Note: While the Simplified PESI was applied to a group of patients with data that was collected prospectively, the rule itself has not been validated in a newly-prospective cohort.

    Evidence Appraisal

    In the Derivation study 995 patients diagnosed in the emergency department in Madrid, Spain, from 2003-2008 were included. PE was confirmed on V/Q, DVT ultrasound or helical CT.

    • In order to simplify the original PESI which had 11 criteria of varying point values:
      1. Age was dichotomized to less than or over 80 years old.
      2. Heart failure and chronic lung disease were combined.
      3. Sex, respiratory rate, temperature and mental status were shown to have low significance to 30-day mortality and removed.
      4. All remaining variables were assigned a point value of 1.
    • Final variables: age >80, history of cancer, history of chronic cardiopulmonary disease, HR ≥ 110, SBP < 100 and O2 SAT <90%.
    • Patients with a score of 0 were determined to be low risk, while those with a score of 1 or more were considered high risk. Points were NOT additive for risk (i.e., mortality was 8.9% in the high risk group whether there was 1 point or 6 points). Each patient was also assigned an original PESI score.
    • Patients were admitted and given LMWH and transitioned to oral vitamin K antagonists. Some were given thrombolytics if hemodynamically unstable.
    • Of the 995 patients in the derivation, 78 (7.8%) died within 30 days.
    • Mortality in the sPESI low risk group was 1.0%, while mortality in the low risk PESI (class I or II) was 2.5%. 3 patients (1.0%) who were classified as low risk sPESI had recurrent nonfatal PE or bleeding.
    • The sPESI classified fewer patients as low risk (30.7%) than the original PESI score (36.3%) in the derivation cohort. The sPESI had a negative predictive value of 99% in the derivation cohort while the PESI had 97.5%, however CI's for these (97.9-100% and 95.9-99.1%) overlapped.
    • In the sPESI cohort, which had older and more male patients than the original PESI study from 2005, also had patients who had a higher risk of cancer and hypoxemia.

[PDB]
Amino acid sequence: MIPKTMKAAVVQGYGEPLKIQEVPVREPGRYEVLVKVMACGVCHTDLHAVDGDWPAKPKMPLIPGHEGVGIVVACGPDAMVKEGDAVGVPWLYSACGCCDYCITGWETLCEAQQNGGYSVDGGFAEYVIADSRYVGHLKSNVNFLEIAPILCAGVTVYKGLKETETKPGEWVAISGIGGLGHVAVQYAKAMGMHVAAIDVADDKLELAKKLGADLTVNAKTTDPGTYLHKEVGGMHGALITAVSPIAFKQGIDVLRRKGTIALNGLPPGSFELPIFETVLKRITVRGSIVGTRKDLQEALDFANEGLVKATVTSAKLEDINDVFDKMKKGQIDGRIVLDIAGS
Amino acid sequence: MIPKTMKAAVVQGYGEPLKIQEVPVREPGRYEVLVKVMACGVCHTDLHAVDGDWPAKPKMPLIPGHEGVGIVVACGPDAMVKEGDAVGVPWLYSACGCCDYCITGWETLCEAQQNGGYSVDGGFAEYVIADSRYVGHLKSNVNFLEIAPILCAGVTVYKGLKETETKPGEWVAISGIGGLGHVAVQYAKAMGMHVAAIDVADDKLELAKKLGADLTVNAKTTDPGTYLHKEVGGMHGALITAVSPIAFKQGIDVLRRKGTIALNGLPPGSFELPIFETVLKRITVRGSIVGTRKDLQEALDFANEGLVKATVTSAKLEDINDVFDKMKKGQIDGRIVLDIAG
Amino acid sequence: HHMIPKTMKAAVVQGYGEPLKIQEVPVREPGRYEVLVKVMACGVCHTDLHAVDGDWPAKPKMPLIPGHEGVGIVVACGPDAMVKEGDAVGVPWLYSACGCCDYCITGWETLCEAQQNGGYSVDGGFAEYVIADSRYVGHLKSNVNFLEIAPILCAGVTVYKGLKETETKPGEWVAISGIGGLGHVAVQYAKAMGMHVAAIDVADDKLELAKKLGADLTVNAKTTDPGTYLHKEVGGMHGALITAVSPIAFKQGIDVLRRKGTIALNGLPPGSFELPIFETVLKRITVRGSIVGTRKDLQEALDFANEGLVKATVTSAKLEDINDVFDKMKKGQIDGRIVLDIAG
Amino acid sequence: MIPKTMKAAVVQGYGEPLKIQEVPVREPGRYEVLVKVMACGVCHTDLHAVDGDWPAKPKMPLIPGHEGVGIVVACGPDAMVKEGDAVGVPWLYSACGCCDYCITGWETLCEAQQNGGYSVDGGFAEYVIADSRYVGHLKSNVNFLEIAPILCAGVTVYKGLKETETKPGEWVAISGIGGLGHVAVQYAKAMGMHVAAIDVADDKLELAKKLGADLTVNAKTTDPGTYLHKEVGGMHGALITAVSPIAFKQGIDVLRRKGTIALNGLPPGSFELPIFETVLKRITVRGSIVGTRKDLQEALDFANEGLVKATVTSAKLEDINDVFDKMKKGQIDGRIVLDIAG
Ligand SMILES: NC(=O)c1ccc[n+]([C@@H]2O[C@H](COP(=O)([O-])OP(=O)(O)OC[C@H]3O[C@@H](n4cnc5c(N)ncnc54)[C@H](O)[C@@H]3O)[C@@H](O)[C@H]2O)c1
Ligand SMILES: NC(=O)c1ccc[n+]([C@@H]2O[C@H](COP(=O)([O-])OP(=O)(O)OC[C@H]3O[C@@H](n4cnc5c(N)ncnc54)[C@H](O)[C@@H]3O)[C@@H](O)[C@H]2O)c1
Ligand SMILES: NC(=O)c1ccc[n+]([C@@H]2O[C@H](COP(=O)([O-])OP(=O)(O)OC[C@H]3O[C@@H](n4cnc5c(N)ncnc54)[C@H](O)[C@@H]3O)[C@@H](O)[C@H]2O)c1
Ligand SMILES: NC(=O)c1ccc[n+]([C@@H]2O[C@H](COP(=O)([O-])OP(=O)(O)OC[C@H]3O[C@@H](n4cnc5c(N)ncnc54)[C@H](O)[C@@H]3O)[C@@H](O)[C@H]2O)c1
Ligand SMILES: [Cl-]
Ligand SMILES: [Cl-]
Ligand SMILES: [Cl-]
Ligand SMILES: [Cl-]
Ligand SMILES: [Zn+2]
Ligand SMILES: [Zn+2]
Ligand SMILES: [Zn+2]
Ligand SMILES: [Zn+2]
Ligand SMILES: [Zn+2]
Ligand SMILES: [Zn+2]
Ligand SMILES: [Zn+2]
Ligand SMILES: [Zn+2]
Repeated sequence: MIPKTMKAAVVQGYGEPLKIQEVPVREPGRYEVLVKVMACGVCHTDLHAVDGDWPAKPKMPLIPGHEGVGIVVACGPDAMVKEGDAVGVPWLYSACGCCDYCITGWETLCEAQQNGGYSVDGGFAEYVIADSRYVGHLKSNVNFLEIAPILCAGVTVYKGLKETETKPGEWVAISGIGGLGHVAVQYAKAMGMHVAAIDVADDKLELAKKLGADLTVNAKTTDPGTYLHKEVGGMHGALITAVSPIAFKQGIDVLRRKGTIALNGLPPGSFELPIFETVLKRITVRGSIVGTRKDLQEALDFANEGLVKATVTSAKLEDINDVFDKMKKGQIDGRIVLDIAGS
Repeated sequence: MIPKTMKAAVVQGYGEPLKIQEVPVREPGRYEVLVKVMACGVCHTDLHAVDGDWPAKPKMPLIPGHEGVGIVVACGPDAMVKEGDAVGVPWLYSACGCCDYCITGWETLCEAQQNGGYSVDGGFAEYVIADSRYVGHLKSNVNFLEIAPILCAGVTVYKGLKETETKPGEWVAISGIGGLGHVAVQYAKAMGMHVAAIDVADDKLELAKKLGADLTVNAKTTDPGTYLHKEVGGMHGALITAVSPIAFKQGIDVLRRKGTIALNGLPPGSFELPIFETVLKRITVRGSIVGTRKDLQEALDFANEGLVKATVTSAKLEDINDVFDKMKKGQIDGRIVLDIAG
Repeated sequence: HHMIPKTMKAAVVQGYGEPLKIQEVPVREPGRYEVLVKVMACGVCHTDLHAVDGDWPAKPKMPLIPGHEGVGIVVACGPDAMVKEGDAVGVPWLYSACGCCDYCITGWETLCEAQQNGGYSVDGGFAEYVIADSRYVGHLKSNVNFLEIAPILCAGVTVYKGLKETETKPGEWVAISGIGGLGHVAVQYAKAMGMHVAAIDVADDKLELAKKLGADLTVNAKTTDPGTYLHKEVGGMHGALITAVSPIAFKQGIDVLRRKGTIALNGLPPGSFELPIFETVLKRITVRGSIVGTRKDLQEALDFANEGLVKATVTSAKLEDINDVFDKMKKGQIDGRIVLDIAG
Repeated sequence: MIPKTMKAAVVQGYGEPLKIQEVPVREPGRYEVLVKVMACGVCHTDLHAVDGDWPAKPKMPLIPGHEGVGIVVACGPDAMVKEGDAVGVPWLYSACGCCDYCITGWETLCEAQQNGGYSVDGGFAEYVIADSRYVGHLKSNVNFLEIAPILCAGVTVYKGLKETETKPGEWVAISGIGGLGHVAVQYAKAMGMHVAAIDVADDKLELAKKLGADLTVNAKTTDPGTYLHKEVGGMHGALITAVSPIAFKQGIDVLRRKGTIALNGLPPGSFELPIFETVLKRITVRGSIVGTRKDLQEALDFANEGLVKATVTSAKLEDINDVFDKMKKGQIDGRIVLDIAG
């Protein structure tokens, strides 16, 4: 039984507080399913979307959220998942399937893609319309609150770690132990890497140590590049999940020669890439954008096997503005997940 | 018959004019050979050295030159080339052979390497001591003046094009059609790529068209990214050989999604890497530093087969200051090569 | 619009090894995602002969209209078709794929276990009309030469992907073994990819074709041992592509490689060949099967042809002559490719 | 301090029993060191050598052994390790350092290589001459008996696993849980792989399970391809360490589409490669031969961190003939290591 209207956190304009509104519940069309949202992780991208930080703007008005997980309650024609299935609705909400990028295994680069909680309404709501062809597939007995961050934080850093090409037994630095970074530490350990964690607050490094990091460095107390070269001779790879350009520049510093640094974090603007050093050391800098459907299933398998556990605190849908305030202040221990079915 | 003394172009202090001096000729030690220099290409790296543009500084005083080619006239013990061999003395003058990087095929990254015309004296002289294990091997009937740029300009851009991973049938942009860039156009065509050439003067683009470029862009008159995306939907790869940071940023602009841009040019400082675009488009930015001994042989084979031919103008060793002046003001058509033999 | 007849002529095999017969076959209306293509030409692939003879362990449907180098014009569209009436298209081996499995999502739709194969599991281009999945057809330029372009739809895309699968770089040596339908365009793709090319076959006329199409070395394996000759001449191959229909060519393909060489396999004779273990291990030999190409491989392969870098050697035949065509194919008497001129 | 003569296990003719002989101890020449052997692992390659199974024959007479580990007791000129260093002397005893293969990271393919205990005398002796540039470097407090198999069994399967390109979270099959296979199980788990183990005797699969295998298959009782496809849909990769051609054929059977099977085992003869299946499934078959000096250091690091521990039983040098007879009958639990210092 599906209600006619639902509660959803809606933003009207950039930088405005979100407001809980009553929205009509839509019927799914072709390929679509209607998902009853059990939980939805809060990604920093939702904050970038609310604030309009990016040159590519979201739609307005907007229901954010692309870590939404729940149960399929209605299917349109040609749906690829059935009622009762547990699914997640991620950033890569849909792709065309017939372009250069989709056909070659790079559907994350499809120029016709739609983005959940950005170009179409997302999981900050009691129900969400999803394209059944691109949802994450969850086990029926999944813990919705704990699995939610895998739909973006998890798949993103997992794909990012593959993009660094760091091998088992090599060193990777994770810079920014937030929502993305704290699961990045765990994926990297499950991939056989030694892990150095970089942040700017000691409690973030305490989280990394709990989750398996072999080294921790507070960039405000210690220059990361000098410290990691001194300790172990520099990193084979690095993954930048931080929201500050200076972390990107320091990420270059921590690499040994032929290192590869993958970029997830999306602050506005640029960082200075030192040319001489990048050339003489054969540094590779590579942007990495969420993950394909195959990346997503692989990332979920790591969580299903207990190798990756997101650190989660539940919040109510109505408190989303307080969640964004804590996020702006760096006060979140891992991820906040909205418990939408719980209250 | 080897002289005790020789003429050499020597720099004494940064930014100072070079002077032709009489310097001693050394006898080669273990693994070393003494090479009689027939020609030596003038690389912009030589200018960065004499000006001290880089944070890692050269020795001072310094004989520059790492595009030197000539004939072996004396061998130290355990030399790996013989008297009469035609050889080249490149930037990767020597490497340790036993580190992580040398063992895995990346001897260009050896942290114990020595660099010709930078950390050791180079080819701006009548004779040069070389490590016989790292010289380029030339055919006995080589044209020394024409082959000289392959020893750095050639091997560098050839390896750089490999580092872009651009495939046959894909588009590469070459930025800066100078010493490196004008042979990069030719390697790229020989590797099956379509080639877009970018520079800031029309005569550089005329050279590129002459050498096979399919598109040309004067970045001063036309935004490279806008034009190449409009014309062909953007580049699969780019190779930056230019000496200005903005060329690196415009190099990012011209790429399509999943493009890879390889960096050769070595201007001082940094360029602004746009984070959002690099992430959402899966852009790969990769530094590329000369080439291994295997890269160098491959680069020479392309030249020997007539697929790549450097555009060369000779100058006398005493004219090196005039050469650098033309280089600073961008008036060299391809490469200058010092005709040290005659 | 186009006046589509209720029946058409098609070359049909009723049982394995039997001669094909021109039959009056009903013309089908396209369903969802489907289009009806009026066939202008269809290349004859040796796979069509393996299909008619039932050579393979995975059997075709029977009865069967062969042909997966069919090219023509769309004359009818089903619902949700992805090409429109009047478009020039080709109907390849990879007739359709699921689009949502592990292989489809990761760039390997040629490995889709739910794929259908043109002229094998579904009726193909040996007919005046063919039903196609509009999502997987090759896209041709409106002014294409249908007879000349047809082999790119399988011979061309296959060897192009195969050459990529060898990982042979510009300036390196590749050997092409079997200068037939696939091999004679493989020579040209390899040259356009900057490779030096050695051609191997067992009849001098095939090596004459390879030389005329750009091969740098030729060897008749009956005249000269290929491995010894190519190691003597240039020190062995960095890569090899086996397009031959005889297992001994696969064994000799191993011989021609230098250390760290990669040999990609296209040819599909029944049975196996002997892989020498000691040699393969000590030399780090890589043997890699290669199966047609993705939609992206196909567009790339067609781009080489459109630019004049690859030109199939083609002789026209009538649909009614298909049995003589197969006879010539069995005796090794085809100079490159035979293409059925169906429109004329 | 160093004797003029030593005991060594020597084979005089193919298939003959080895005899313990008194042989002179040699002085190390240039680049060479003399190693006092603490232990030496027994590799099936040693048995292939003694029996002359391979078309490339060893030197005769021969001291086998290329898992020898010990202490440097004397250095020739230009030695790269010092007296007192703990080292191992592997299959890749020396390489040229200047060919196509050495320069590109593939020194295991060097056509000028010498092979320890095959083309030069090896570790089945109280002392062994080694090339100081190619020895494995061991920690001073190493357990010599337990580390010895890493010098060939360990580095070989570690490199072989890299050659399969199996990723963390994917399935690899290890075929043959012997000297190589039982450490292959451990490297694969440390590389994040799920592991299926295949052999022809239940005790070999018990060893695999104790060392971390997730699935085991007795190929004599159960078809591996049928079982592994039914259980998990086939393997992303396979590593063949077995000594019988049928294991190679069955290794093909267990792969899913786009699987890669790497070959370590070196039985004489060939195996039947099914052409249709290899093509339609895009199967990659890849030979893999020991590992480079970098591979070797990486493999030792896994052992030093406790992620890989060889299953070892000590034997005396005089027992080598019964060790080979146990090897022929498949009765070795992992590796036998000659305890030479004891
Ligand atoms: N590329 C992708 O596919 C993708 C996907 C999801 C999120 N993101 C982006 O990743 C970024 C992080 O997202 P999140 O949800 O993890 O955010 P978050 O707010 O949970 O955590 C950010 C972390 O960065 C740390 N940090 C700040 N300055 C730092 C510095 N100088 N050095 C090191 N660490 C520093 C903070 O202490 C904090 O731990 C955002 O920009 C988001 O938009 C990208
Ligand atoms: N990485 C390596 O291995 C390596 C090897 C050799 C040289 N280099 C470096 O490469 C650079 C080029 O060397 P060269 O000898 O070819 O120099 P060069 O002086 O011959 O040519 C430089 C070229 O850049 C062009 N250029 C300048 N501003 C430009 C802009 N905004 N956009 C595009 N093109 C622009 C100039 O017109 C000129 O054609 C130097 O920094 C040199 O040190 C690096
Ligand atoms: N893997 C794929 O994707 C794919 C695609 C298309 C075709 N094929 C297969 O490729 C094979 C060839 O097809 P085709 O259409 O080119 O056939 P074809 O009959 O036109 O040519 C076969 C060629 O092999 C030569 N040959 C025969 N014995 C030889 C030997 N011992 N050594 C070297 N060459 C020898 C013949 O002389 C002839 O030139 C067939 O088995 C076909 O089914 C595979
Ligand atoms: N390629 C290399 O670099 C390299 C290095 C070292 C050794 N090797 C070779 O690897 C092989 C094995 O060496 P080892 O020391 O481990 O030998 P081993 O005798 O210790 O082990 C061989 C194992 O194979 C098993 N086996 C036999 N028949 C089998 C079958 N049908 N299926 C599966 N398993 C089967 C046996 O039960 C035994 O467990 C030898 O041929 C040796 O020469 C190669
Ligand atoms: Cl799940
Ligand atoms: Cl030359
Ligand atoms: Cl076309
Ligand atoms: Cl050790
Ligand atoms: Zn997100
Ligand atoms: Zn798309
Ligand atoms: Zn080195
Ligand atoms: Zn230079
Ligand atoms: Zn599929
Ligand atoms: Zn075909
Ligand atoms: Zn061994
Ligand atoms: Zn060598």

• External validation was performed on 7,106 outpatients enrolled in an international, multi-center observational registry (RIETE). PESI vs. sPESI was compared with 30-day all-cause mortality. 434 (6.1%) overall died within 30 days.
    • 2,569 (36.2%) of the RIETE validation cohort were considered low risk by sPESI and 30-day mortality was 1.1%. 38 (1.5%) of the low risk group had a nonfatal recurrent PE or nonfatal bleeding, while 2.7% of the high risk group had these outcomes.
    • In the validation, the sPESI had a negative predictive value of 98.9%.

    A Meta-analysis from 2012 compared 21 studies from Germany, Spain, Poland, Greece, Switzerland, Belgium, Italy, Greece, the UK, Israel, Korea and the USA. These included 50,021 patients including 4,991 with all-cause death. Pooled all-cause mortality was 2.0% in low risk PESI vs. 16.7% in high risk PESI. Pooled all-cause mortality was 1.8% for low risk sPESI and 25.2% for high risk sPESI.

    • Area Under the Curve (AUC) value was 0.78 for all-cause mortality and 0.82 for PE-related mortality.
    • For all-cause mortality, the PESI subgroup had a pooled sensitivity of 0.9 and specificity of 0.411. The sPESI subgroup had a pooled sensitivity of 0.919 and a specificity of 0.382.
    • For PE mortality, the PESI group had pooled sensitivity of 0.949 and a specificity of 0.382. The sPESI subgroup had a pooled sensitivity of 0.960 and a pooled specificity of 0.365.
    • For adverse outcomes, the PESI subgroup had a pooled sensitivity of 0.826 and a specificity of 0.415. The sPESI subgroup had a pooled sensitivity of 0.816 and a specificity of 0.366.
    • AUC for the sPESI for all-cause mortality, PE mortality and serious events was similar to PESI subgroup.
    Dr. David Jiménez

    About the Creator

    David Jiménez, MD, is associate professor at the University of Alcalá de Henares, Madrid and chief of the Venous Thromboembolism Program at the Ramón y Cajal Hospital in Madrid. He is also president-elect of the Vascular Sections of both the Spanish Society of Respiratory Medicine (SEPAR) and the Madrid Society of Respiratory Medicine (NEUMOMADRID). Dr. Jiménez's research interests include venous thromboembolism, pleural diseases and malignant mesothelioma.

    To view Dr. David Jiménez's publications, visit PubMed